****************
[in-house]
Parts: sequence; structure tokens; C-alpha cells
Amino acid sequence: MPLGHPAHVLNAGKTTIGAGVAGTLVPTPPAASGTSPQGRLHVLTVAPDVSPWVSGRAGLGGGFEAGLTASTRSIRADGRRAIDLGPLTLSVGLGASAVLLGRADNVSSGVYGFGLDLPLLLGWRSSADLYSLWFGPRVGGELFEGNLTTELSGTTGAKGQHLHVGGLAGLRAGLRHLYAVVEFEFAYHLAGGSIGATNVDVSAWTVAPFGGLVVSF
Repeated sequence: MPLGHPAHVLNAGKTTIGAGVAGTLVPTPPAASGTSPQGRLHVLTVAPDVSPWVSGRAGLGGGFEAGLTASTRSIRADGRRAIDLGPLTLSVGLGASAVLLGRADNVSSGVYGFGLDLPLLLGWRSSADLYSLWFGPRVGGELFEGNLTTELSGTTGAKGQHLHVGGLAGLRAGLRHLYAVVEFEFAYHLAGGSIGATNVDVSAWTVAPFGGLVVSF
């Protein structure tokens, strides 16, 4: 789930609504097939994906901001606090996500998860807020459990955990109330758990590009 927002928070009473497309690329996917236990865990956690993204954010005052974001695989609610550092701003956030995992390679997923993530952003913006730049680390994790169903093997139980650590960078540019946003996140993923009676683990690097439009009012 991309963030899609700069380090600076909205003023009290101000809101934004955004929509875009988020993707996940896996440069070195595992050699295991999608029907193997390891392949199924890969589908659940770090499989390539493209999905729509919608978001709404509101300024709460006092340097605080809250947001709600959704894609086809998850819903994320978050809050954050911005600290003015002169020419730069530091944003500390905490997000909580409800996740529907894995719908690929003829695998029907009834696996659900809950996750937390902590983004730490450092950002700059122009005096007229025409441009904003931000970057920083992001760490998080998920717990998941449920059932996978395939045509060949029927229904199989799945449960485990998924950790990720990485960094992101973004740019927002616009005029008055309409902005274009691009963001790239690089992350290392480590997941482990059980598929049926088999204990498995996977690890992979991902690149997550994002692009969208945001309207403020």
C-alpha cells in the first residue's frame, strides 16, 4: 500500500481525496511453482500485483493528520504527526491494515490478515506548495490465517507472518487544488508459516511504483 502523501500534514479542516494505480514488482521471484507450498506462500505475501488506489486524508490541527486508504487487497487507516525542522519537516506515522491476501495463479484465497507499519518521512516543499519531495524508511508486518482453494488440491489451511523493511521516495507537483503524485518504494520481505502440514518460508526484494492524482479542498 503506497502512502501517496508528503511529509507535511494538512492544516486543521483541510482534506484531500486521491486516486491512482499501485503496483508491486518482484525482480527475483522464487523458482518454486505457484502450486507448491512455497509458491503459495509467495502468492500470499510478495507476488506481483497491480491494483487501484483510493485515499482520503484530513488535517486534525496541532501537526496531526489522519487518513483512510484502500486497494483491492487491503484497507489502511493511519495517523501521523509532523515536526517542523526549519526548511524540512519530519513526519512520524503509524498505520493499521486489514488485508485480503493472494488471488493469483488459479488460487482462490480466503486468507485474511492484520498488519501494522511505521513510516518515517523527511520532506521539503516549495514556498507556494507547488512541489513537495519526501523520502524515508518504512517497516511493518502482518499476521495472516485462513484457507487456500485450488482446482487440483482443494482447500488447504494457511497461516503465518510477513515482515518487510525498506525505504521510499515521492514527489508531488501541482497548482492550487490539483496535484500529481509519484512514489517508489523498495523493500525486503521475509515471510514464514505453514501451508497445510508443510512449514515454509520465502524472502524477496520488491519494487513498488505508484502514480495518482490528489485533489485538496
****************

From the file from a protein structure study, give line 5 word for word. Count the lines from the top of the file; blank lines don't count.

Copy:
């Protein structure tokens, strides 16, 4: 789930609504097939994906901001606090996500998860807020459990955990109330758990590009 927002928070009473497309690329996917236990865990956690993204954010005052974001695989609610550092701003956030995992390679997923993530952003913006730049680390994790169903093997139980650590960078540019946003996140993923009676683990690097439009009012 991309963030899609700069380090600076909205003023009290101000809101934004955004929509875009988020993707996940896996440069070195595992050699295991999608029907193997390891392949199924890969589908659940770090499989390539493209999905729509919608978001709404509101300024709460006092340097605080809250947001709600959704894609086809998850819903994320978050809050954050911005600290003015002169020419730069530091944003500390905490997000909580409800996740529907894995719908690929003829695998029907009834696996659900809950996750937390902590983004730490450092950002700059122009005096007229025409441009904003931000970057920083992001760490998080998920717990998941449920059932996978395939045509060949029927229904199989799945449960485990998924950790990720990485960094992101973004740019927002616009005029008055309409902005274009691009963001790239690089992350290392480590997941482990059980598929049926088999204990498995996977690890992979991902690149997550994002692009969208945001309207403020």